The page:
What Your Pastor Tells His Wife about You

Hint: It’s not really about you

While pastors and their wives are wrestling with the issue of how much and which confidential information to share with one another, the general public is shocked . . . shocked to find that we share anything.


Writing this article is scary.

When the editors of The Aquila Report asked me to write about pastors sharing confidential information with their wives, I hesitated.

See, I’m a pastor’s wife, and, eighteen months ago, I wrote about this topic on my blog. The post was called “What Not to Share,” it was linked by Tim Challies, and then the comment section of my normally sleepy site exploded with outraged opinions. “Oh my gosh!” one person wrote, “You shared counseling appointments? . . .Yikes!”

Similarly, pastor Brian Croft recently wrote about sharing at his Practical Shepherding blog. The reaction wasn’t a whole lot better. Said one commenter: “The fact that ‘sharing’ confidential information is a topic makes me reluctant to ever go to my pastor again!”

Naturally, I’m a bit leery of bringing it all up again.

Of course, the blog comment section is not a bastion of well-reasoned argument. But after reading the comments on both pieces, I’ve realized something:

What we have here is a disconnect. The people and the pastor view confidential information differently.

While pastors and their wives are wrestling with the issue of how much and which confidential information to share with one another, the general public is shocked . . . shocked to find that we share anything.

One explanation would be that Brian Croft and I, with our semi-transparent ministry marriages, are on the fringe. Exceptions, perhaps. But I don’t think so.

This week, I interviewed ten pastors’ wives. These are women from five different denominations with situations ranging from campus ministry to military chaplaincy to solo pastoring. One has been in ministry for a single year, one for more than thirty years. The group includes women who themselves have counseling degrees and medical licenses.

And, the thing is, all of these women hear something from their husbands about otherwise confidential information.

I really tried to find someone who didn’t. Even two women who are no longer in ministry (one through retirement, one through divorce) were insistent that a pastor can share with his wife.

Another woman told me she had heard a seminary professor address a group of seminary wives, endorsing complete openness, and warning them: “If you can’t handle it, you should just grow up.”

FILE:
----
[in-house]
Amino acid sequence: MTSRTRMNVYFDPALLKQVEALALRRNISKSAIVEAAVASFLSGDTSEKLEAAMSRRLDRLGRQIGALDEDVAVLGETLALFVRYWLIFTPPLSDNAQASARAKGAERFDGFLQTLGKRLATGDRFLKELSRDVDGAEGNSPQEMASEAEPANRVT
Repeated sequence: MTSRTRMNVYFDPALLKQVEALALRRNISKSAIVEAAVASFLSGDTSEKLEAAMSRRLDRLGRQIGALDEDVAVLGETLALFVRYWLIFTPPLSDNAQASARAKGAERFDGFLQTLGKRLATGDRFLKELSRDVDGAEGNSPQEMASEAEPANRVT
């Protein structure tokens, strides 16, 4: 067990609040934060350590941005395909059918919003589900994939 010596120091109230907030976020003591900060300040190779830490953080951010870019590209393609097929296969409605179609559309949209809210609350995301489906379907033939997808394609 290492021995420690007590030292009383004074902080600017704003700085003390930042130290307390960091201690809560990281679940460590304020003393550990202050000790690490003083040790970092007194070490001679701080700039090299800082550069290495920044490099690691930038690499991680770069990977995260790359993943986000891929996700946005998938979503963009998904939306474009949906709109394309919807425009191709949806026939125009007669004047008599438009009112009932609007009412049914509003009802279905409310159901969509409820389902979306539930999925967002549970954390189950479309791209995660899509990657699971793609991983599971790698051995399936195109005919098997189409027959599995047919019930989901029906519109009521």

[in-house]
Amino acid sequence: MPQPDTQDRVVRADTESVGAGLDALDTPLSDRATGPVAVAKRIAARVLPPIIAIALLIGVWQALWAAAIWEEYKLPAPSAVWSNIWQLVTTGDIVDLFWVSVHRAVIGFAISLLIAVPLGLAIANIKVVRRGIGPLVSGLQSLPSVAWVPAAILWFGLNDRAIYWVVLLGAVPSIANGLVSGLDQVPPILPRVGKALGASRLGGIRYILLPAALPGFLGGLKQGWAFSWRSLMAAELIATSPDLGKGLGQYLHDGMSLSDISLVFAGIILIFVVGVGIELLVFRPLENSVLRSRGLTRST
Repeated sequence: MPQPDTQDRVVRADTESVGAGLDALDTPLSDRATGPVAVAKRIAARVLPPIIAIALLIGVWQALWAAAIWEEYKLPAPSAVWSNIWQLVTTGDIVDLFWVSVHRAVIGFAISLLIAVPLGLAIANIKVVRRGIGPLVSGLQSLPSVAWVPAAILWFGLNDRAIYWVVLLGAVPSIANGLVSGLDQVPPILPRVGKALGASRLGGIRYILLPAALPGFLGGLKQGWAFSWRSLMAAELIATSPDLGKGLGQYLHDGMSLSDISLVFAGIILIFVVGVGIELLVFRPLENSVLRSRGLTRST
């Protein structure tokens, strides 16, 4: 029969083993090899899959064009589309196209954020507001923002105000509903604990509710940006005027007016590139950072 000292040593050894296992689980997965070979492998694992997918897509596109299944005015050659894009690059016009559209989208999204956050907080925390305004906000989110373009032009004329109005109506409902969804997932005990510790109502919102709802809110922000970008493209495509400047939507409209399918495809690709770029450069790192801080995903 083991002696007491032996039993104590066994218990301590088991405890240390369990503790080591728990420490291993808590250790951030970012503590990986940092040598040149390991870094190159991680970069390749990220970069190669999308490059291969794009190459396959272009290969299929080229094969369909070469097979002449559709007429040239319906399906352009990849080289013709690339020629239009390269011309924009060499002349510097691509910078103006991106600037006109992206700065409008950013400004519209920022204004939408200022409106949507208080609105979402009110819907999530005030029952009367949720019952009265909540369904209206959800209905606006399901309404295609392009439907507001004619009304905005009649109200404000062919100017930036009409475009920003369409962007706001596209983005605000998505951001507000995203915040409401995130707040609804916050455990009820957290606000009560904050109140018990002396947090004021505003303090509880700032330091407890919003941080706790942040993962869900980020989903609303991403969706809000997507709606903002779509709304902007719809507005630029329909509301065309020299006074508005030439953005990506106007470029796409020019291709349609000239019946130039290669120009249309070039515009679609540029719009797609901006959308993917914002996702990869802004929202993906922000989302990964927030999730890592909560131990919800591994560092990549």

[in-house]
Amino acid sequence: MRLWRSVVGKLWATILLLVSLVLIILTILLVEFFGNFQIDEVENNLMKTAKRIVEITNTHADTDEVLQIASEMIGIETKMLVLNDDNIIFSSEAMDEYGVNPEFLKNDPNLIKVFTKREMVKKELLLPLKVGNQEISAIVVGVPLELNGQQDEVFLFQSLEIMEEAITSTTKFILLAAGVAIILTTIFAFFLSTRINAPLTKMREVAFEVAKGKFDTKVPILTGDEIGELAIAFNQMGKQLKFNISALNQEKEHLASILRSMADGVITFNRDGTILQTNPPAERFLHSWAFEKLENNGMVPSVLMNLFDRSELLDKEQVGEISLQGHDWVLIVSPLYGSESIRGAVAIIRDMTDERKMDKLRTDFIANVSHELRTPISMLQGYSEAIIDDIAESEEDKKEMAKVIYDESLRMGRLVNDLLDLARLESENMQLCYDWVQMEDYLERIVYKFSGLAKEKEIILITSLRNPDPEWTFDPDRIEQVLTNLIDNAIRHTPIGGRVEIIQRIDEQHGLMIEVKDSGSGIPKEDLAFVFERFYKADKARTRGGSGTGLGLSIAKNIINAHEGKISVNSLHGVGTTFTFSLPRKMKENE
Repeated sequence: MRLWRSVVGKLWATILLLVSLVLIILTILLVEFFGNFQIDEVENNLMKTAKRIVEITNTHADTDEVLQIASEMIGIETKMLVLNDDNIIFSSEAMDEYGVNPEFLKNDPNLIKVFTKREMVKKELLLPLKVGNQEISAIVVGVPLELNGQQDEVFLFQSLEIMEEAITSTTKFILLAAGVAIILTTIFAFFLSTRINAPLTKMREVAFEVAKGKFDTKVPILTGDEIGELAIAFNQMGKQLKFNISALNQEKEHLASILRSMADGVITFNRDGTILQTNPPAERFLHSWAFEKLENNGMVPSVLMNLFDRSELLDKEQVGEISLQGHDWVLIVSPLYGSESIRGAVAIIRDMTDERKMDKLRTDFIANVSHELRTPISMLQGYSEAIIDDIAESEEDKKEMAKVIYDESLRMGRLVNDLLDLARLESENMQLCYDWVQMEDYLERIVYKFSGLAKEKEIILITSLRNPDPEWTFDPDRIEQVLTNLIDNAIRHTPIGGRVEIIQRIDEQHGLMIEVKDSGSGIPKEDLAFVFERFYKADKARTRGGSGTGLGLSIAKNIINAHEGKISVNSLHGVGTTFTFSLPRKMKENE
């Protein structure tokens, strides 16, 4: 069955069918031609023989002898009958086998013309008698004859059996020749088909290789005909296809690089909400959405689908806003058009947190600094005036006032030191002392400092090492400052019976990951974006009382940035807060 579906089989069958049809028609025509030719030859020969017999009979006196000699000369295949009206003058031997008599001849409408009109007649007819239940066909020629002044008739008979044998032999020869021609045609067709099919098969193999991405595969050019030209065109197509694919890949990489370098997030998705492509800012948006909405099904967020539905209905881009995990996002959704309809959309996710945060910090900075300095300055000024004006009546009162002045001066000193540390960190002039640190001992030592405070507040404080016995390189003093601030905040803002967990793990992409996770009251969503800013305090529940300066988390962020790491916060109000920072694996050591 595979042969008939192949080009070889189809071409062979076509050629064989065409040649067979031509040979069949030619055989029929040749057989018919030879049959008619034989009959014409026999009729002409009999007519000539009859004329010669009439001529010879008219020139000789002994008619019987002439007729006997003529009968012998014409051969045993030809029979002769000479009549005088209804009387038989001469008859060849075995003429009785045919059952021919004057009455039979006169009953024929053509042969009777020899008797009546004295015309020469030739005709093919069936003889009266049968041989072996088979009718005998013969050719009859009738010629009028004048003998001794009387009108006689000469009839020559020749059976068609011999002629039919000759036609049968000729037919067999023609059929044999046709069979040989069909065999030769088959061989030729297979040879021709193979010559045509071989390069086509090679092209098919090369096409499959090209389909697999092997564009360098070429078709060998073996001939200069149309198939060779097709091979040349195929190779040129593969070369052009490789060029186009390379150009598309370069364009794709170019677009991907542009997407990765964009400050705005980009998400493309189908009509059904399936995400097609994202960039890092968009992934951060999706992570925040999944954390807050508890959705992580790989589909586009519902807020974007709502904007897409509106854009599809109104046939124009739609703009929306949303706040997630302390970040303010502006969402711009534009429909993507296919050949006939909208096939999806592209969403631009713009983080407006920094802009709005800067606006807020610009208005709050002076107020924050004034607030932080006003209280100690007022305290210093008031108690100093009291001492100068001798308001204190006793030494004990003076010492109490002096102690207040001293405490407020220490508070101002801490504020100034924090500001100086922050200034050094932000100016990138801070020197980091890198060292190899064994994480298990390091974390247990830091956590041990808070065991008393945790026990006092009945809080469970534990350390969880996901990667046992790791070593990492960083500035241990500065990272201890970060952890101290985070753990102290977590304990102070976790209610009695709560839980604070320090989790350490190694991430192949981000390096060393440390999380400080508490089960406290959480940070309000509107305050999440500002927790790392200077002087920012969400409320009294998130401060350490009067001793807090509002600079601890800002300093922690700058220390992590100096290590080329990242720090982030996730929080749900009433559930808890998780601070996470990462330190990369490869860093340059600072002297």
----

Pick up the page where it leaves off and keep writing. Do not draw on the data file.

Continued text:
Not every ministry marriage shares to that extreme, of course. There are a variety of factors, requiring great wisdom (see the blog posts I mentioned above) that determine what and whether a pastor will tell his wife certain information.

But I think it’s safe to say that some degree of sharing is the norm. This is not surprising to ministry families. It can be very surprising to other people.

Before I explain why we have this disconnect, let me say that many of the angry blog comments reveal what we who are in ministry know only too well:

Pastors and their wives are sinners, and they sometimes hurt the people they are trying to help.

In many churches, sadly, pastors and their wives have been guilty of gossip and slander. They have shamefully spoken aloud what the disobedient do in secret. They have used knowledge as power. They have failed to love neighbor as self.

Pastors and their wives have also made errors in judgment that, while not malicious, were foolish. They have not bridled the tongue. They have unintentionally, thoughtlessly damaged the public character of others.

As a result, people have been deeply hurt, and the name of Christ has been brought into disrepute.

I am not defending such selfish or foolish behavior. And, I am not ignoring the fact that such things have happened, do happen, in churches. Come, Lord Jesus.

Assume, though, that we are talking only about cases where the pastor tells his wife, the information goes no further, and both of them maintain a spirit of charity toward the people involved.

People want others to think the best of them, and we should. Godly love “bears all things, believes all things, hopes all things, and endures all things.” (1 Cor. 13:7) No matter what they know, pastors and their wives ought to seek, as the Westminster Shorter Catechism says, “the maintaining and promoting. . .of our own and our neighbor’s good name.” (Q. 77)